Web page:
The lure of DNA
So The Legal Genealogist picked up some new cousins this week.
Well, not exactly new, of course, but newly discovered, thanks to DNA.
One is Gary. He lives in Texas, and he’s a third cousin once removed. His second great grandparents — and my third great grandparents — were Daniel and Margaret (Battles) Shew of Cherokee County, Alabama.
And Gary was kind enough to agree to DNA testing.
His results are now fully in — and they’re both frustrating and delightful.
Frustrating, because we had some hopes of a clear-cut YDNA answer to the origins of our first-known ancestor Phillip Shew of Guilford and Wilkes Counties, North Carolina — and we didn’t get that. He’s not a YDNA match to pair of cousins who appear to have a good paper trail back to a German settlement in Pennsylvania. We’re going to have to do more work on trying to trace Philip’s origins.
Delightful, because his autosomal DNA results are just what we would have expected given the paper trail research. He matches my grandmother’s first cousin (his second cousin once removed), he matches both of my uncles and both of my aunts who’ve tested and their first cousin (his third cousins), he matches my first cousin, my brother, my sister and me (his fourth cousins).
And, thanks to Gary’s willingness to be DNA-tested, we’ve picked up cousin David. He also lives in Texas, and he’s a fourth cousin to me and a second cousin once removed to Gary. We’ve already started sharing information about our common ancestors and hope to be able to fill in some gaps for each other in our research.
Gary and David both match Anne, who’s a double-cousin (Daniel’s brother Simon married Margaret’s sister Sarah and Anne descends from that Simon-Sarah marriage). And they both match another cousin who descends from Margaret’s and Sarah’s sister Hattie Elizabeth who married Jesse Cranford.
And it’s not enough.
Because everyone whose paper-trail research I’m familiar with so far is either only on the Battles side … or a descendant of one of those Battles-Shew double marriages.
Nobody, yet, whose paper-trail research is solidly — and exclusively — on the Shew side.
That frustratingly elusive Shew side where we didn’t get the YDNA match we were hoping for.
Except… except… except…
There’s a bunch of folks who match some of my kits… and who match Gary … or who match David … or who match some of my kits and Gary and David.
And they’re not on the Battles side at all.
They’re solidly North Carolinians… Wilkes and Guilford Counties, to be precise … with Shew in their list of ancestral surnames.
Now this may not be the easiest path to take here. Phillip might be the most recent common ancestor — and he’s a fair distance in the past. He was born c1750, and we’re not sure where he was before he showed up on the census in Guilford County, North Carolina, in 1790.1 He was in Wilkes County, North Carolina, by 1810,2 and still there in 18203 and 1830.4 His will was proved in the Wilkes County court in the October term 1832.5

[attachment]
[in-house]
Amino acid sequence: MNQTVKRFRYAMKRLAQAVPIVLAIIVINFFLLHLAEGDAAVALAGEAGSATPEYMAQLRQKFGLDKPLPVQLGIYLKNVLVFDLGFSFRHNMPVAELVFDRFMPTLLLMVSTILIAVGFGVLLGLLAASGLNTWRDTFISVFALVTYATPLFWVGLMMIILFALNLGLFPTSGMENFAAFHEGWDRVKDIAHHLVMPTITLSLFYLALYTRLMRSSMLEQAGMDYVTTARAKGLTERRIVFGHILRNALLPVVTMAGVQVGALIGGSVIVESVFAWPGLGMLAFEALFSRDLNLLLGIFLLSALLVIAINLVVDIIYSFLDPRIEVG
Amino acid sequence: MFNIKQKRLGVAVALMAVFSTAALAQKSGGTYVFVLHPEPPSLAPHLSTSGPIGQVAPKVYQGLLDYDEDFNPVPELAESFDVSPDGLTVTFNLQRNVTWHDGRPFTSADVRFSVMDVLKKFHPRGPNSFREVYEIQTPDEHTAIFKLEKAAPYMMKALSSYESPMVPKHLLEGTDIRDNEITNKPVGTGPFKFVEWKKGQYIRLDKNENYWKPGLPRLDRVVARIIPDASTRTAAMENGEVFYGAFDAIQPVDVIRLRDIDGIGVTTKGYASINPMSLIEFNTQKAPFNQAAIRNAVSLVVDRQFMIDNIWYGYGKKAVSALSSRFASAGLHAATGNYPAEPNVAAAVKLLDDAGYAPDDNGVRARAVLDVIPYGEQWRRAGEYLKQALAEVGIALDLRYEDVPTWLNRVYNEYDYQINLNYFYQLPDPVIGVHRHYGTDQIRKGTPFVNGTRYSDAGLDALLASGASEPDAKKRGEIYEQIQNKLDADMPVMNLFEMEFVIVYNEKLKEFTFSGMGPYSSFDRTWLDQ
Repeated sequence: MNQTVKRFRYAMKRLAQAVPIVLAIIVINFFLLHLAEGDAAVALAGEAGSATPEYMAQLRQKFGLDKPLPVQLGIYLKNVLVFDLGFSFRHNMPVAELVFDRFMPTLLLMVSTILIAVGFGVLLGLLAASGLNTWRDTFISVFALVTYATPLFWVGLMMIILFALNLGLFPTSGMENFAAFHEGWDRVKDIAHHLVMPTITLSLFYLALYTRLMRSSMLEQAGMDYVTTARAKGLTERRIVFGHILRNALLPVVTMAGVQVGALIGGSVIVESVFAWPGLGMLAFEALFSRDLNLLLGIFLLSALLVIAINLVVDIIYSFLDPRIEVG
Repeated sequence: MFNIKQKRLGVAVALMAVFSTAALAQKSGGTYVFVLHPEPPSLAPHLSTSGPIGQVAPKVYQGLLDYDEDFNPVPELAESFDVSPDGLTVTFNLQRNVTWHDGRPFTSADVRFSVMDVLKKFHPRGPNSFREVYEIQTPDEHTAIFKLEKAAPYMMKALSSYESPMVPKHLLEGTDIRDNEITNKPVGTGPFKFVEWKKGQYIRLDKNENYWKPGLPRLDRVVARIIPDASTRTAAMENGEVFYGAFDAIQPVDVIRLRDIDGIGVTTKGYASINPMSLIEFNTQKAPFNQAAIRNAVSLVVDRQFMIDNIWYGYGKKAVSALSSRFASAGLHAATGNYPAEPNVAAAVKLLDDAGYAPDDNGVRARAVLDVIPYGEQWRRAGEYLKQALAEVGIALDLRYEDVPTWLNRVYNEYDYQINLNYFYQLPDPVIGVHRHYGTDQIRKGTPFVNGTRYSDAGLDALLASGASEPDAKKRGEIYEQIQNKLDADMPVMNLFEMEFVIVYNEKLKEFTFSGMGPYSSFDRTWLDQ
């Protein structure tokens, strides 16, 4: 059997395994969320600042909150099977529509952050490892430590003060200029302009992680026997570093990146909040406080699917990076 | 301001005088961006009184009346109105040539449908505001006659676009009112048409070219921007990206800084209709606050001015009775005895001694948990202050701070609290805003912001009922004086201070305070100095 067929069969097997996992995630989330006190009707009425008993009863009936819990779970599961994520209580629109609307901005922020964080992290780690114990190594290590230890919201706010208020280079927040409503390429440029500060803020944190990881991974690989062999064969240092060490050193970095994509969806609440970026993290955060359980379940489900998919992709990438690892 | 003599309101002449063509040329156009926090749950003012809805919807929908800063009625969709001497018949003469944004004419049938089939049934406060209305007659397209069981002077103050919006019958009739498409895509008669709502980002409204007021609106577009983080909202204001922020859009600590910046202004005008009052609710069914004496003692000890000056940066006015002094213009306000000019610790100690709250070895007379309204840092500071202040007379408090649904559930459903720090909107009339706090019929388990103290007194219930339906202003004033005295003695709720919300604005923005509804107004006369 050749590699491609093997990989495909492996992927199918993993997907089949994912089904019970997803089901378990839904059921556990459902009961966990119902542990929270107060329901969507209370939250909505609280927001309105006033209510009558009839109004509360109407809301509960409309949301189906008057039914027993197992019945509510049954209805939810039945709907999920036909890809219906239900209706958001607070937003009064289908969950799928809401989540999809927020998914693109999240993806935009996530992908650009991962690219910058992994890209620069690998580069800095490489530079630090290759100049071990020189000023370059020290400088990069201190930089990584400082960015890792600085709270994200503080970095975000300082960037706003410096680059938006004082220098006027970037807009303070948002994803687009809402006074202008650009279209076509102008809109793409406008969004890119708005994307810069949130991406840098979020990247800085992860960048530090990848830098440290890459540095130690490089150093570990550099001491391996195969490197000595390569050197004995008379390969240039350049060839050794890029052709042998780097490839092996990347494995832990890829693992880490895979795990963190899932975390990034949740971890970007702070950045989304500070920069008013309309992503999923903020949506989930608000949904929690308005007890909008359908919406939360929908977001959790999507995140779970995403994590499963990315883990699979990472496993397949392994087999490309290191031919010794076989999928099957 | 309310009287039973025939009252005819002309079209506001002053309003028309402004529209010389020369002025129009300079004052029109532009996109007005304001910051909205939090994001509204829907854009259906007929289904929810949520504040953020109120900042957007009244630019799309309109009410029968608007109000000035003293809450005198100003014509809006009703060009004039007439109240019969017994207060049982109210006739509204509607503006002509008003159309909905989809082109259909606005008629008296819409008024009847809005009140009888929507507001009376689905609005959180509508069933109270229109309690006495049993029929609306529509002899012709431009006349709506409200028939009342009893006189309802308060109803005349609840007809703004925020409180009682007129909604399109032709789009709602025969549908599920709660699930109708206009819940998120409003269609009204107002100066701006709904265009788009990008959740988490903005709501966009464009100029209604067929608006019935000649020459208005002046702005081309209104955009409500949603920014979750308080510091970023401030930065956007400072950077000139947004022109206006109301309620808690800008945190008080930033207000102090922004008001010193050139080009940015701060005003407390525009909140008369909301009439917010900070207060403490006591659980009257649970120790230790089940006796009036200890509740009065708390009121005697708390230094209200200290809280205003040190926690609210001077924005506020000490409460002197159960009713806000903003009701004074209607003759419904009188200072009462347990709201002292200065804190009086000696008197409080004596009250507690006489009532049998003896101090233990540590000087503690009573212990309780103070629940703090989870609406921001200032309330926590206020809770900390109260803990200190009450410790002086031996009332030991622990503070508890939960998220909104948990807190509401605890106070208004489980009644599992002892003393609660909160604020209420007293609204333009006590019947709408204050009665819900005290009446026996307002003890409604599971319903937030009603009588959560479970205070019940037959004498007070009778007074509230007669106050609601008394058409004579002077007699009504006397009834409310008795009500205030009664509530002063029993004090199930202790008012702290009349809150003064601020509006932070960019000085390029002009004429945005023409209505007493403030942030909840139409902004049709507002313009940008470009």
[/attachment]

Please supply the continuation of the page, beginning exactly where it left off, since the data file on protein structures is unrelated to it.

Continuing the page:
Autosomal DNA punks out after a number of generations because of the way it combines and recombines in every generation, with the amount of shared DNA dropping with each generation that passes from the common ancestor.6
It’s not impossible, however, since autosomal DNA can persist in segments that seem to stick around from generation to generation — and since we do have a number of generations represented. My grandmother’s cousin Thelma is a third great granddaughter, for example, and anyone else in her generation would be a fourth cousin with a 50% chance of having an autosomal DNA match.7
So — never satisfied — we’re off to contact those Shew descendants from North Carolina. To see how — and if — their paper trail and ours comes together.
And if that doesn’t work… and maybe even if it does … there’s always the chance of getting a Shew-only match with a descendant of one of Daniel’s siblings who didn’t marry a Battles. And there are some: brother John had descendants who were in Arkansas, and there are two half-brothers (William Boston Shew and Jefferson David Shew) who both left descendants we can try to track down.
Nope. Never satisfied. There’s just too much out there than DNA can help us find…
- 1790 U.S. census, Guilford County, North Carolina, p. 505 (penned), col. 1, line 17, Philip Shoe; digital image, Ancestry.com (http://www.ancestry.com : accessed 24 July 2002); citing National Archive microfilm publication M637, roll 7. ↩
- 1810 U.S. census, Wilkes County, North Carolina, p. 865 (penned), line 10, Phillip Shew; digital image, Ancestry.com (http://www.ancestry.com : accessed 25 July 2002); citing National Archive microfilm publication M252, roll 43. ↩
- 1820 U.S. census, Wilkes County, North Carolina, population schedule, p. 530 (stamped), Phillip Shew; digital image, Ancestry.com (http://www.ancestry.com : accessed 3 August 2002); citing National Archive microfilm publication M33, roll 83. ↩
- 1830 U.S. census, Wilkes County, North Carolina, p. 383 (stamped), Phillip Shew; digital image, Ancestry.com (http://www.ancestry.com : accessed 14 July 2002); citing National Archive microfilm publication M19, roll 125. ↩
- Wilkes County, North Carolina, Will Book 4:159; North Carolina State Archives, Raleigh. ↩
- See e.g. Judy G. Russell, “Looking at recombination,” The Legal Genealogist, posted 10 Nov 2013 (https://www.legalgenealogist.com/blog : accessed 23 Apr 2016). ↩
- See Ibid., “Time to MRCA,” The Legal Genealogist, posted 22 Nov 2015. ↩